[BCAB] Cost of Blindness

Jackie Brown jackieannbrown62 at gmail.com
Fri Dec 15 08:30:57 GMT 2017


Hi Simon

Your first point is not accurate.  Sight and Sound, HumanWare and I believe Computer Room Services have payment schemes in place now.  Apologies if this information is incorrect but it was my understanding.  I've never looked into it because I prefer to wait and pay for what I want when I can afford it.  This is very much my own strategy, I am not being derogatory to anyone else.

Kind regards,

Jackie Brown
Email: Jackieannbrown62 at gmail.com
Check out my website: www.thebrownsplace.info
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Skype name: thejackmate


-----Original Message-----
From: Bcab [mailto:bcab-bounces at lists.bcab.org.uk] On Behalf Of goshawk on horseback
Sent: 15 December 2017 07:54
To: BCAB Discussion List <bcab at lists.bcab.org.uk>
Subject: Re: [BCAB] Cost of Blindness

there are at least 2 rather big differences between upgrading something like an iPhone, and upgrading most of our specialist tech. the first, is that something like an iPhone can very easily be paid for in installments over that "year or two" so isn't anything like so much of a pane in the wallet as our specialist tech, for which there are no options to do that, meaning that the full cost of the upgrade has to be met at the time, which isn't always possible, especially for those of us relying solely on very inadequate benefits.
second, there is a much bigger/better market for something like an iPhone, as it can be sold on the open market, not just the VI one, so will generally go quicker, bringing in readies that much quicker.

Simon


----- Original Message -----
From: "David Taylor" <e.david.taylor at icloud.com>
To: "BCAB Discussion List" <bcab at lists.bcab.org.uk>
Sent: Friday, December 15, 2017 7:35 AM
Subject: Re: [BCAB] Cost of Blindness


Well, Narrator is as good as Voiceover now, probably, if not, it's
certainly very much getting there, and is really very usable now. As for
prices and money, well, if we're totally blind, and need this stuff,
we'll be getting £450 a month DLA to help finance it, so I think we can
afford things that are in the hundreds if we want to. Also, the Stream,
for example, is a hell of a lot cheaper than an iPhone. Granted, it
doesn't do most of what the iPhone does, but it does what it does in a
more flexible and convenient way. I am glad we have both choices, and I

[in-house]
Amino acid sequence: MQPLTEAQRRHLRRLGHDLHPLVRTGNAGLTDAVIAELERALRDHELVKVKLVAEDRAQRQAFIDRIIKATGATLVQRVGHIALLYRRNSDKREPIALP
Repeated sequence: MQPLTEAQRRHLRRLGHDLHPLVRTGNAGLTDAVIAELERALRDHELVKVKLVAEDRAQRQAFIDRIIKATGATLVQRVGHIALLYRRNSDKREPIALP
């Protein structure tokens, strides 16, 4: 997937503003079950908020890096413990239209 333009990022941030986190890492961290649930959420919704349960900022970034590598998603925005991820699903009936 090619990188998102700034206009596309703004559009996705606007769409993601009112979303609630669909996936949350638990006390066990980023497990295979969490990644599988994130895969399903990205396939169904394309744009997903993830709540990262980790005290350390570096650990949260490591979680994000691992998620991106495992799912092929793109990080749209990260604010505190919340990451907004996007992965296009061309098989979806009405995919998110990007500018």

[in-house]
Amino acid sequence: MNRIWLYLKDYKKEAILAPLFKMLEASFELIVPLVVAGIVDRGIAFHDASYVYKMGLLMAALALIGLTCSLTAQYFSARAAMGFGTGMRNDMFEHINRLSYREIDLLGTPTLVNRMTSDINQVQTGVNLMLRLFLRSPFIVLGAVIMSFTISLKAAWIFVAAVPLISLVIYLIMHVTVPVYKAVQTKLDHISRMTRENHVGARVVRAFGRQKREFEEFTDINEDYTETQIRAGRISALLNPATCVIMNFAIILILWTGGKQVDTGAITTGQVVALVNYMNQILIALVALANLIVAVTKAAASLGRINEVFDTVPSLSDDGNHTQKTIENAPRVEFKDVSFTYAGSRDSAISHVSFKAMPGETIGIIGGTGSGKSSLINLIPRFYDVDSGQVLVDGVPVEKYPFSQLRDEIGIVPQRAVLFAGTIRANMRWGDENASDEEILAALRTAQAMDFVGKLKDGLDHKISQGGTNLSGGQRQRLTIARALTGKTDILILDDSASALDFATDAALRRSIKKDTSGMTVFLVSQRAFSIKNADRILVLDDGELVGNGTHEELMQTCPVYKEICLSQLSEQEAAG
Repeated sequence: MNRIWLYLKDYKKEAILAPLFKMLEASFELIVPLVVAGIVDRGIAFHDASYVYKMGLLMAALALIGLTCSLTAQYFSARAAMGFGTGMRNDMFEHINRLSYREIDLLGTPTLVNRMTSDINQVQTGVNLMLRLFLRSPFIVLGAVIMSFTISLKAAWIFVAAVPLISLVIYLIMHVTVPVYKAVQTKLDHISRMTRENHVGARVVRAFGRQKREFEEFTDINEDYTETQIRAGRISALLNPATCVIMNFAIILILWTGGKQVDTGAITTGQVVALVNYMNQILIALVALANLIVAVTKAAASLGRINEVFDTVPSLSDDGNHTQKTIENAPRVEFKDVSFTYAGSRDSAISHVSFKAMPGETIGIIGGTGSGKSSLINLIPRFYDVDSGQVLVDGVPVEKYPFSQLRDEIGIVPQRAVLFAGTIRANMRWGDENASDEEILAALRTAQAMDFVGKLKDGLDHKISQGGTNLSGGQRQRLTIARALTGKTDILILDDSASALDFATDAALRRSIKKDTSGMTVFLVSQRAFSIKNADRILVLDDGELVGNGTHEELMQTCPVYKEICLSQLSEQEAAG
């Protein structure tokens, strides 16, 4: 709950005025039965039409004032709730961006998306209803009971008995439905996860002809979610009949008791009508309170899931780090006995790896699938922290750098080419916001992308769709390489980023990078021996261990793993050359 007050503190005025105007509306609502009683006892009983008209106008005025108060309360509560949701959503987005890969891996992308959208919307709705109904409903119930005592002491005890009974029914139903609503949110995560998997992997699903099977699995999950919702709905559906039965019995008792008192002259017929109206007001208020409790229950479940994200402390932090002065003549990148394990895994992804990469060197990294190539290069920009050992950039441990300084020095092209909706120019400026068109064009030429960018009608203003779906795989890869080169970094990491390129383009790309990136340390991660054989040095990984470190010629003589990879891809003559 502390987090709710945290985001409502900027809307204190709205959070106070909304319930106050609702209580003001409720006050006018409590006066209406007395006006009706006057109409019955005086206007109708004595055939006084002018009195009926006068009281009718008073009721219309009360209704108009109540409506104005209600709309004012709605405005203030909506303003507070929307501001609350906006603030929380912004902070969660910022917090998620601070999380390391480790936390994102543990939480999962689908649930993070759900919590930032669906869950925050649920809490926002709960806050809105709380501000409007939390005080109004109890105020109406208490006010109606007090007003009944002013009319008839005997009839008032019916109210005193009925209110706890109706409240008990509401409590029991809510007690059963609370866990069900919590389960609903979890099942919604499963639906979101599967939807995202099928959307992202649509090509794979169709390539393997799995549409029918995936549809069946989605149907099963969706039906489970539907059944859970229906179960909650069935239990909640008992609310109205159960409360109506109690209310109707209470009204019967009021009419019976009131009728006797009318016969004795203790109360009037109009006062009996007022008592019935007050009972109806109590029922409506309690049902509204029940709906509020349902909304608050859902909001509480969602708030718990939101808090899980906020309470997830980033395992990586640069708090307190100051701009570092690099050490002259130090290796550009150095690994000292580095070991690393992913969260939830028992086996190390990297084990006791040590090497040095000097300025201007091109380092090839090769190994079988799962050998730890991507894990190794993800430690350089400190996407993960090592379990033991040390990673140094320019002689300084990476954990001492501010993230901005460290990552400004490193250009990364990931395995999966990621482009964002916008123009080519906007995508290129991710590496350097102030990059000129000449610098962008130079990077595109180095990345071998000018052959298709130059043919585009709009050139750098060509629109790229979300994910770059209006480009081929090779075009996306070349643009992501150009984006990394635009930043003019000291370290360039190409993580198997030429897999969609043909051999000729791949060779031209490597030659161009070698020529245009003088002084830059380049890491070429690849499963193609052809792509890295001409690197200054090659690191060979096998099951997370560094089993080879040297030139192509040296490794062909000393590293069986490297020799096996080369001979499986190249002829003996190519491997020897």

use both approaches, whichever suits me at the time. Nobody thinks
anything of upgrading an iPhone every year or two, but everybody resents
upgrading their specialist tech for some reason. Granted, some people
have reasons why they can't just put their money into the tech they
need, granted, braille is still a problem for many, although much less
than previously, and granted, we should always advocate for better.
However, in terms of technology, we live in such an exciting time.


Cheers

Dave



On 15/12/2017 01:30, vic.pereira at virn.ca wrote:
> I can appreciate that there are some additional costs when a person has a 
> disability. I do struggle with the idea having to pay substantially more 
> to accomplish the same thing as a person who does not require assistive or 
> adaptive items. For example, eBook readers have dropped significantly in 
> price while something like the Victor Reader Stream costs pretty much the 
> same as when it was first released and it may have even gone up in price. 
> We should not have to pay four or five times as much to end up with the 
> same result. I do like the idea of accessibility being part of the 
> operating system or device. I am glad that Apple has moved in that 
> direction along with Kindle and other such devices.
>
> If Microsoft can get Narrator to behave at least as well as VoiceOver that 
> would be a good thing. It would be great to when the day comes when the 
> software to make a computer accessible doesn't cost more than the computer 
> itself. Built-in is far better than bolt-on.
>
> Vic
>
>


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